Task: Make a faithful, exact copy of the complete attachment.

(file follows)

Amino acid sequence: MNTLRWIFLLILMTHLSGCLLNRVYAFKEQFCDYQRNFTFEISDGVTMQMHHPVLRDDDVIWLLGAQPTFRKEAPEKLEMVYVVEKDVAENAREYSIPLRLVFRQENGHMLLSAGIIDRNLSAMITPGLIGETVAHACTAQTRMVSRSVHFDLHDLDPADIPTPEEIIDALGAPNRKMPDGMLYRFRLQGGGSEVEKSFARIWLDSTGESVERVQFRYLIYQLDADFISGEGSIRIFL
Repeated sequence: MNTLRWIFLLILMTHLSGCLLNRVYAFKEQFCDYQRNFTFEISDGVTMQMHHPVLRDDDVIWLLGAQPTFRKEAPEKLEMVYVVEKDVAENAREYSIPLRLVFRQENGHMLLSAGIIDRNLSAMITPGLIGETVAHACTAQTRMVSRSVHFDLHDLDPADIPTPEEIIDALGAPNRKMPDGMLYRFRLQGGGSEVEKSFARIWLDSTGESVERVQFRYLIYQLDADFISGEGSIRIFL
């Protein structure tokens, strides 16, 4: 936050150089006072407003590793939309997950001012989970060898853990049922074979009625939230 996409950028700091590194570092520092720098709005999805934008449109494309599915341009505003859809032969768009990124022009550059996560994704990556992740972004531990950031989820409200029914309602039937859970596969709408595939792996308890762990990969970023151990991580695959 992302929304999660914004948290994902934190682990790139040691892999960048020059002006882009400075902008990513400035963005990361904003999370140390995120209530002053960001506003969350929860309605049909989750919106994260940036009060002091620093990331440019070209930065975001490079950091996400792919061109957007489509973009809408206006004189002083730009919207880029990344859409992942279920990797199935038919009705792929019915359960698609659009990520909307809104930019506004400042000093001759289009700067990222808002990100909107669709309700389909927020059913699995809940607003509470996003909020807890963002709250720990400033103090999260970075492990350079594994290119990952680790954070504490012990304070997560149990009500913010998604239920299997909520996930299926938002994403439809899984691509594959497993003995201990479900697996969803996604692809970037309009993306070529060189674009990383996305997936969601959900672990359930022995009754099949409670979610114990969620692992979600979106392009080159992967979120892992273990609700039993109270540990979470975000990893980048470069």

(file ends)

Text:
Amino acid sequence: MNTLRWIFLLILMTHLSGCLLNRVYAFKEQFCDYQRNFTFEISDGVTMQMHHPVLRDDDVIWLLGAQPTFRKEAPEKLEMVYVVEKDVAENAREYSIPLRLVFRQENGHMLLSAGIIDRNLSAMITPGLIGETVAHACTAQTRMVSRSVHFDLHDLDPADIPTPEEIIDALGAPNRKMPDGMLYRFRLQGGGSEVEKSFARIWLDSTGESVERVQFRYLIYQLDADFISGEGSIRIFL
Repeated sequence: MNTLRWIFLLILMTHLSGCLLNRVYAFKEQFCDYQRNFTFEISDGVTMQMHHPVLRDDDVIWLLGAQPTFRKEAPEKLEMVYVVEKDVAENAREYSIPLRLVFRQENGHMLLSAGIIDRNLSAMITPGLIGETVAHACTAQTRMVSRSVHFDLHDLDPADIPTPEEIIDALGAPNRKMPDGMLYRFRLQGGGSEVEKSFARIWLDSTGESVERVQFRYLIYQLDADFISGEGSIRIFL
């Protein structure tokens, strides 16, 4: 936050150089006072407003590793939309997950001012989970060898853990049922074979009625939230 996409950028700091590194570092520092720098709005999805934008449109494309599915341009505003859809032969768009990124022009550059996560994704990556992740972004531990950031989820409200029914309602039937859970596969709408595939792996308890762990990969970023151990991580695959 992302929304999660914004948290994902934190682990790139040691892999960048020059002006882009400075902008990513400035963005990361904003999370140390995120209530002053960001506003969350929860309605049909989750919106994260940036009060002091620093990331440019070209930065975001490079950091996400792919061109957007489509973009809408206006004189002083730009919207880029990344859409992942279920990797199935038919009705792929019915359960698609659009990520909307809104930019506004400042000093001759289009700067990222808002990100909107669709309700389909927020059913699995809940607003509470996003909020807890963002709250720990400033103090999260970075492990350079594994290119990952680790954070504490012990304070997560149990009500913010998604239920299997909520996930299926938002994403439809899984691509594959497993003995201990479900697996969803996604692809970037309009993306070529060189674009990383996305997936969601959900672990359930022995009754099949409670979610114990969620692992979600979106392009080159992967979120892992273990609700039993109270540990979470975000990893980048470069």